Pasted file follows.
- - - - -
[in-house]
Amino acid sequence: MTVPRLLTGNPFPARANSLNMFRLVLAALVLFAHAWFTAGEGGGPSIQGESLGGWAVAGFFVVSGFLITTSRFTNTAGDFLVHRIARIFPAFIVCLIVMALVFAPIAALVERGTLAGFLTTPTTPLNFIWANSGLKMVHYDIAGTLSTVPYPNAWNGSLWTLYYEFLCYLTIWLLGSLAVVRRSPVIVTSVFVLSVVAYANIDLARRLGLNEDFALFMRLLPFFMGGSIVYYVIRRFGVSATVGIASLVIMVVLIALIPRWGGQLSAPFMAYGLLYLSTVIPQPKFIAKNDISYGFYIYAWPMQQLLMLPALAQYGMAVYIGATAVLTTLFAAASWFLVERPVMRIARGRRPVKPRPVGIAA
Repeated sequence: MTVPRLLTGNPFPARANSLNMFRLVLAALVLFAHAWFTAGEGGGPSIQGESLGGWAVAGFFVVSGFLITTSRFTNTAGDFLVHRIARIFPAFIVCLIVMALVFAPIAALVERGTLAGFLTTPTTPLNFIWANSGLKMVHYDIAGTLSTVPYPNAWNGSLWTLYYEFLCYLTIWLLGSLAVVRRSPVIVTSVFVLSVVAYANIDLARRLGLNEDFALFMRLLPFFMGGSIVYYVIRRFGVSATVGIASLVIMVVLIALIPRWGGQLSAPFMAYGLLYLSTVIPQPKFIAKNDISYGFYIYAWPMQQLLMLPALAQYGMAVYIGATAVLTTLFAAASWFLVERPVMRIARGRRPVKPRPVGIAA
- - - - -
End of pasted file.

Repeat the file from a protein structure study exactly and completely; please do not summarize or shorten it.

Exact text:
[in-house]
Amino acid sequence: MTVPRLLTGNPFPARANSLNMFRLVLAALVLFAHAWFTAGEGGGPSIQGESLGGWAVAGFFVVSGFLITTSRFTNTAGDFLVHRIARIFPAFIVCLIVMALVFAPIAALVERGTLAGFLTTPTTPLNFIWANSGLKMVHYDIAGTLSTVPYPNAWNGSLWTLYYEFLCYLTIWLLGSLAVVRRSPVIVTSVFVLSVVAYANIDLARRLGLNEDFALFMRLLPFFMGGSIVYYVIRRFGVSATVGIASLVIMVVLIALIPRWGGQLSAPFMAYGLLYLSTVIPQPKFIAKNDISYGFYIYAWPMQQLLMLPALAQYGMAVYIGATAVLTTLFAAASWFLVERPVMRIARGRRPVKPRPVGIAA
Repeated sequence: MTVPRLLTGNPFPARANSLNMFRLVLAALVLFAHAWFTAGEGGGPSIQGESLGGWAVAGFFVVSGFLITTSRFTNTAGDFLVHRIARIFPAFIVCLIVMALVFAPIAALVERGTLAGFLTTPTTPLNFIWANSGLKMVHYDIAGTLSTVPYPNAWNGSLWTLYYEFLCYLTIWLLGSLAVVRRSPVIVTSVFVLSVVAYANIDLARRLGLNEDFALFMRLLPFFMGGSIVYYVIRRFGVSATVGIASLVIMVVLIALIPRWGGQLSAPFMAYGLLYLSTVIPQPKFIAKNDISYGFYIYAWPMQQLLMLPALAQYGMAVYIGATAVLTTLFAAASWFLVERPVMRIARGRRPVKPRPVGIAA